TACKLING high rates of youth unemployment could mean ramping up efforts to give youngsters insights into work and the value of school, Bendigo's mayor says.
Youth unemployment has emerged as a key concern as the council formulates an economic strategy for the next 10 years.
The Bendigo region had the fifth highest youth jobless rate in Australia, a recent Brotherhood of St Laurence report found.
Those figures came even as the wider unemployment rate sat under five per cent, City of Greater Bendigo mayor Margaret O'Rourke said.
"That's where we are saying we have to be careful that people are not left behind," she said.
"We think it's about businesses engaging more with young people."
Cr O'Rourke noted the success of the Passions and Pathways program.
That program started organising work experience for grade five and six students from families with a history of disadvantage nearly a decade ago. Some people involved in the program did not have working family members, Cr O'Rourke said.
"They just interviewed some of the students who took part right at the beginning. They are coming to the end of year 12 and they believe Passions and Pathways was a turning point," she said.
"So I think there is a number of ways we can look at how that (the youth unemployment rate) can be improved, but it is around people getting to see what the long term outcome is."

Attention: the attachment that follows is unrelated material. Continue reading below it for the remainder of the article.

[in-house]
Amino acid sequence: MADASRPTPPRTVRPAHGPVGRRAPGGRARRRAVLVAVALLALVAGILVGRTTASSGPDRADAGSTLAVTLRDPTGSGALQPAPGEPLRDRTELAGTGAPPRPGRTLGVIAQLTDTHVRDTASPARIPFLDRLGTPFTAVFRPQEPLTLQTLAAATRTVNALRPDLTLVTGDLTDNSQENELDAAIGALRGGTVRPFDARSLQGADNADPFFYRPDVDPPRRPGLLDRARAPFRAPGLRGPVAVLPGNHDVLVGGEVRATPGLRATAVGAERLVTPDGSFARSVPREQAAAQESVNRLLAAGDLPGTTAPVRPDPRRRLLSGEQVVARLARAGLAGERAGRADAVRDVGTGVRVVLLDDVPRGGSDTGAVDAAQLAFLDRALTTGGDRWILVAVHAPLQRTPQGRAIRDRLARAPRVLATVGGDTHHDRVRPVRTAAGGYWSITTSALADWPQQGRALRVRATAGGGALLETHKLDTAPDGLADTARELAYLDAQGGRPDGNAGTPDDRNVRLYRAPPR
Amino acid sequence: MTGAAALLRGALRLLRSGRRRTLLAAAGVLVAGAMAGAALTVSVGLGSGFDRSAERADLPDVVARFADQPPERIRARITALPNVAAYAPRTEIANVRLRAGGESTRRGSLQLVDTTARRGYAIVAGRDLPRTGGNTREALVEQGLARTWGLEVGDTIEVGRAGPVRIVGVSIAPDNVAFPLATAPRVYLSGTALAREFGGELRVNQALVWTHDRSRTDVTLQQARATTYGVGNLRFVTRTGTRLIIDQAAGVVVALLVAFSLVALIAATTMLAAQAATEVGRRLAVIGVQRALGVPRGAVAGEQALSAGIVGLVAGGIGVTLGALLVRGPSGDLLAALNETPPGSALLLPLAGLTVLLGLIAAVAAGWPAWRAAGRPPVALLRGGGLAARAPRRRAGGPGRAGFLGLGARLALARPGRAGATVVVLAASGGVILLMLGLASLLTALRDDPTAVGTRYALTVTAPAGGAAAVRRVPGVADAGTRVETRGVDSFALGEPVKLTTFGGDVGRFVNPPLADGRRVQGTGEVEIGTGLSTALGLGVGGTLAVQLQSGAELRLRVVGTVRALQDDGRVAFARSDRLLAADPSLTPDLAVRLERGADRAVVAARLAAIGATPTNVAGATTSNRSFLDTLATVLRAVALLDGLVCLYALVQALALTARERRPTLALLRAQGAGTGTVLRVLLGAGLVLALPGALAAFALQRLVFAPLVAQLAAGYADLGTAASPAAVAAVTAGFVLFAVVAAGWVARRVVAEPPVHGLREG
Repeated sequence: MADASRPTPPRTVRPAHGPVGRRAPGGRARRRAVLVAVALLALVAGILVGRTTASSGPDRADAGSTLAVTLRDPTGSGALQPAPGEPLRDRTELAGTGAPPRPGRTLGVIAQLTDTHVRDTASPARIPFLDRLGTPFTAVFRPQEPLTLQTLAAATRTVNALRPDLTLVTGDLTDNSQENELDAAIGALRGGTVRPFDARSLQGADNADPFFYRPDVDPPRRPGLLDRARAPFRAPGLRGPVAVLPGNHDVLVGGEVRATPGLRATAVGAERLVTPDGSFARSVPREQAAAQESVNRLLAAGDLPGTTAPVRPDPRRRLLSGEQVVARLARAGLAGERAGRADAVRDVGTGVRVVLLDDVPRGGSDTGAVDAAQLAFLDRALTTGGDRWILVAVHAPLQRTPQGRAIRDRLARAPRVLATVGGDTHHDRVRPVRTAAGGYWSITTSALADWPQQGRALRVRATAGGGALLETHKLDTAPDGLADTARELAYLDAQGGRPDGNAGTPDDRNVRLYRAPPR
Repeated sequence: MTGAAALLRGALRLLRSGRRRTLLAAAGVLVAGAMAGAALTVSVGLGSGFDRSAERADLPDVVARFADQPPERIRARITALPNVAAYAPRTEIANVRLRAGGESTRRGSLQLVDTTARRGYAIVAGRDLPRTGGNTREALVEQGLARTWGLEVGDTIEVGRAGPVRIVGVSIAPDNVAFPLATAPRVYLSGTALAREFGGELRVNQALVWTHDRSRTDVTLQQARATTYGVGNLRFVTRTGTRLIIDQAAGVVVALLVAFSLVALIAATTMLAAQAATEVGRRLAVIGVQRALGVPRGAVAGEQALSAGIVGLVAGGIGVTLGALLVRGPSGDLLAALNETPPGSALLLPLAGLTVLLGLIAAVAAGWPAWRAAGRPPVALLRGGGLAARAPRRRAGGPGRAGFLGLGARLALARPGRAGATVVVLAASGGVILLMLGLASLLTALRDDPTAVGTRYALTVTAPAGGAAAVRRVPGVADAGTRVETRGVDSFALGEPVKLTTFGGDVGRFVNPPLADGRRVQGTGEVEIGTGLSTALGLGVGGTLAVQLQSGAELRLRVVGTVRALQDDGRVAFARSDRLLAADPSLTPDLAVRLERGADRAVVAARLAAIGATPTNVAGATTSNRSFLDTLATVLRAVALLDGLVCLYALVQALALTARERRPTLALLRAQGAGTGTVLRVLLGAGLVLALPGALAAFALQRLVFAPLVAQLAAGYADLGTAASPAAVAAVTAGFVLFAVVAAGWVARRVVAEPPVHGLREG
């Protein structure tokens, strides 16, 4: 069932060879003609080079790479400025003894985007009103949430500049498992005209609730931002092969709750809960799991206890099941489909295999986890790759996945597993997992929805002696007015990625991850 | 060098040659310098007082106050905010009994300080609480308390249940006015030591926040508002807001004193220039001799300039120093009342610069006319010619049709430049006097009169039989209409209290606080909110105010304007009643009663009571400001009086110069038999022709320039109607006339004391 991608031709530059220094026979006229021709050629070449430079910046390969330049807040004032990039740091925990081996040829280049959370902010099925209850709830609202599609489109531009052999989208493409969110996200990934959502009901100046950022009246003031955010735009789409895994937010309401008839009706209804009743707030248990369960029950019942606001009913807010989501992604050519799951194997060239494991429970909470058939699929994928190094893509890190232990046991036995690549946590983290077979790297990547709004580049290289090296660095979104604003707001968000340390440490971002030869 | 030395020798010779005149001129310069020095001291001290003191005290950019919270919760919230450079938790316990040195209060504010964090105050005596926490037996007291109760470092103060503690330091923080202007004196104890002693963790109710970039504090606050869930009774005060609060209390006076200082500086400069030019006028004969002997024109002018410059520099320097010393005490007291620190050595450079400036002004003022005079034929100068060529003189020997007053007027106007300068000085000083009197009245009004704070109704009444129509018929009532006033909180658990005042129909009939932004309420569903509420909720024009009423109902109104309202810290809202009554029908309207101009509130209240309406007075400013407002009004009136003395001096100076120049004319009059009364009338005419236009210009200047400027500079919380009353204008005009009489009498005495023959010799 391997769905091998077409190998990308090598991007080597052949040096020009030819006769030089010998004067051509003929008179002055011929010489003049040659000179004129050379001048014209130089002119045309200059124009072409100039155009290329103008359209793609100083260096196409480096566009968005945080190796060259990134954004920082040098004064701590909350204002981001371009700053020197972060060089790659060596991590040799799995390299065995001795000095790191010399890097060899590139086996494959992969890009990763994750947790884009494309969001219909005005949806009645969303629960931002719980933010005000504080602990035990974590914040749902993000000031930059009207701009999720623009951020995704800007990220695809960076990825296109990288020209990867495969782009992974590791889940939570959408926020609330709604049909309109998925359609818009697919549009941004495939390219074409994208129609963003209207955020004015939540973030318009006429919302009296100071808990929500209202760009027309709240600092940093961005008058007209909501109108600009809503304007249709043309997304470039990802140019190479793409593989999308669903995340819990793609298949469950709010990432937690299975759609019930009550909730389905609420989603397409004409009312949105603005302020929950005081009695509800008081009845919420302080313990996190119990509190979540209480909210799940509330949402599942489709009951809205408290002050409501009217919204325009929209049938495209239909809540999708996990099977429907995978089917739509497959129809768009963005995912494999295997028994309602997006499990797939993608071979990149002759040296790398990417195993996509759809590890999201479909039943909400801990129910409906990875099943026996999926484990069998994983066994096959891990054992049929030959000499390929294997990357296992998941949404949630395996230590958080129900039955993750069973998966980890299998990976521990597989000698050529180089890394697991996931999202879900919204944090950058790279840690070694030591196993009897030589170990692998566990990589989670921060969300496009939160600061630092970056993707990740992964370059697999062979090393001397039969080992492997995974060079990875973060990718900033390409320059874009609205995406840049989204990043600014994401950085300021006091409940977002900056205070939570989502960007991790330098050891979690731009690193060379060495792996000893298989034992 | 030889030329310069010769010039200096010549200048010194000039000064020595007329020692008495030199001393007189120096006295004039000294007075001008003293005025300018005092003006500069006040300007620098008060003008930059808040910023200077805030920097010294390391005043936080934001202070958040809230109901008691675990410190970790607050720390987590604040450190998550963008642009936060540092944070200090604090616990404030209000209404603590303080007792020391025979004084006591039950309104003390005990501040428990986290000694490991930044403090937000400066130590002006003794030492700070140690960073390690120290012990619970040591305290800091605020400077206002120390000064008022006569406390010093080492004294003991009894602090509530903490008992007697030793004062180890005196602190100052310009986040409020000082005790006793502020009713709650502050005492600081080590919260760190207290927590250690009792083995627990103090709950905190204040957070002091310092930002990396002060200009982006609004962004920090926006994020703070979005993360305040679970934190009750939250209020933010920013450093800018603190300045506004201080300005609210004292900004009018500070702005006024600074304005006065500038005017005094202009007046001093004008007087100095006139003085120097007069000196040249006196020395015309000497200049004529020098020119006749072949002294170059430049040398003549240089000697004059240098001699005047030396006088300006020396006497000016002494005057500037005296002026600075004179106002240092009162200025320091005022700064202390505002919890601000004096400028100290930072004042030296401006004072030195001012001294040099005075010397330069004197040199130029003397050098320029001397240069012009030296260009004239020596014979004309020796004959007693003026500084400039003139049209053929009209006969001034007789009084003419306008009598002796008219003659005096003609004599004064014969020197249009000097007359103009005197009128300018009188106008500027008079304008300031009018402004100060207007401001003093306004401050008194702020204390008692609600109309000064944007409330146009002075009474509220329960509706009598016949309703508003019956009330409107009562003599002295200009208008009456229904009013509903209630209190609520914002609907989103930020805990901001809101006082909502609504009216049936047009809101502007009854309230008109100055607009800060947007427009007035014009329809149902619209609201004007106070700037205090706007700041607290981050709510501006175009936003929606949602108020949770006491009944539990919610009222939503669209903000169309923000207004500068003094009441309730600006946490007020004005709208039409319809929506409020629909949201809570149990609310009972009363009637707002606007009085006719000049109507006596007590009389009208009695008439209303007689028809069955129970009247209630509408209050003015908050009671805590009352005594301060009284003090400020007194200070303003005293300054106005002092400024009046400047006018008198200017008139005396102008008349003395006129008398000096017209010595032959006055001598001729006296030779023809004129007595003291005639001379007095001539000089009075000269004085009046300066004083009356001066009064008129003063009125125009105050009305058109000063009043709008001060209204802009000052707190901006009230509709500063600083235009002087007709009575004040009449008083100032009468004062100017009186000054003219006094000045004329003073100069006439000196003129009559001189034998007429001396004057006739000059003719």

Regional students were still twice as likely to leave school without finishing year 12 than those in metropolitan areas, though that gap had narrowed, according to a Regional Australia Institute report released on Thursday.
The report examined how regional areas could take advantage of growing service industries at a time when technology was replacing low and higher skilled workers.
Big shifts were on the way, the report found, with the number of new jobs in agriculture declining and those in healthcare and social assistance would rise.
Regions would also need to intensify competition to attract the people they need to grow, with signs in many areas that skills shortages were re-emerging, the RAI report stated.
"While it is a common perception that there are few job opportunities in regions, and most of the jobs that are available are low skilled, the reality in late 2018 is very different," it said.
"Internet vacancies have been growing faster in regional Australia compared to capital cities since 2017, and in January 2019 there were some 42,000 vacancies outside the mainland state capitals, across a range of occupation and skill levels."
Skills shortages in the Loddon Mallee region continued, Bendigo Manufacturing Group chair Mark Brennan said.
His group was helping form plans to entice highly skilled workers to the area. They where expected to be completed by May.
The council expected to release an economic strategy progress report in mid-May and would include ideas about skills and jobs for Bendigo's future.
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